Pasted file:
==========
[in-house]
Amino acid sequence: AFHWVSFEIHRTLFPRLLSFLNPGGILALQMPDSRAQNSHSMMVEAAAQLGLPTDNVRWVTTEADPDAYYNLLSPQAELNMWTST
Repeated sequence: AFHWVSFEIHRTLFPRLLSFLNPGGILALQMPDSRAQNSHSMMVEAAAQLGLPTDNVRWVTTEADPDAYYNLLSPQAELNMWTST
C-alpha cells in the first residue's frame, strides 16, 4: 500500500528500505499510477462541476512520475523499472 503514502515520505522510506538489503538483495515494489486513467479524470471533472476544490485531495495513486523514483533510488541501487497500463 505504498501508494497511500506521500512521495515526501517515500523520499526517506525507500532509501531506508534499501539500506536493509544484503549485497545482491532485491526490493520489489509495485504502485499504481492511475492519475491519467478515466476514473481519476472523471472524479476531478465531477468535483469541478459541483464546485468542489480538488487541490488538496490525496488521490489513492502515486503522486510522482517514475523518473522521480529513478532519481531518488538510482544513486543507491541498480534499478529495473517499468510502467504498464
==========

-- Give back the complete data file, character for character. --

[in-house]
Amino acid sequence: AFHWVSFEIHRTLFPRLLSFLNPGGILALQMPDSRAQNSHSMMVEAAAQLGLPTDNVRWVTTEADPDAYYNLLSPQAELNMWTST
Repeated sequence: AFHWVSFEIHRTLFPRLLSFLNPGGILALQMPDSRAQNSHSMMVEAAAQLGLPTDNVRWVTTEADPDAYYNLLSPQAELNMWTST
C-alpha cells in the first residue's frame, strides 16, 4: 500500500528500505499510477462541476512520475523499472 503514502515520505522510506538489503538483495515494489486513467479524470471533472476544490485531495495513486523514483533510488541501487497500463 505504498501508494497511500506521500512521495515526501517515500523520499526517506525507500532509501531506508534499501539500506536493509544484503549485497545482491532485491526490493520489489509495485504502485499504481492511475492519475491519467478515466476514473481519476472523471472524479476531478465531477468535483469541478459541483464546485468542489480538488487541490488538496490525496488521490489513492502515486503522486510522482517514475523518473522521480529513478532519481531518488538510482544513486543507491541498480534499478529495473517499468510502467504498464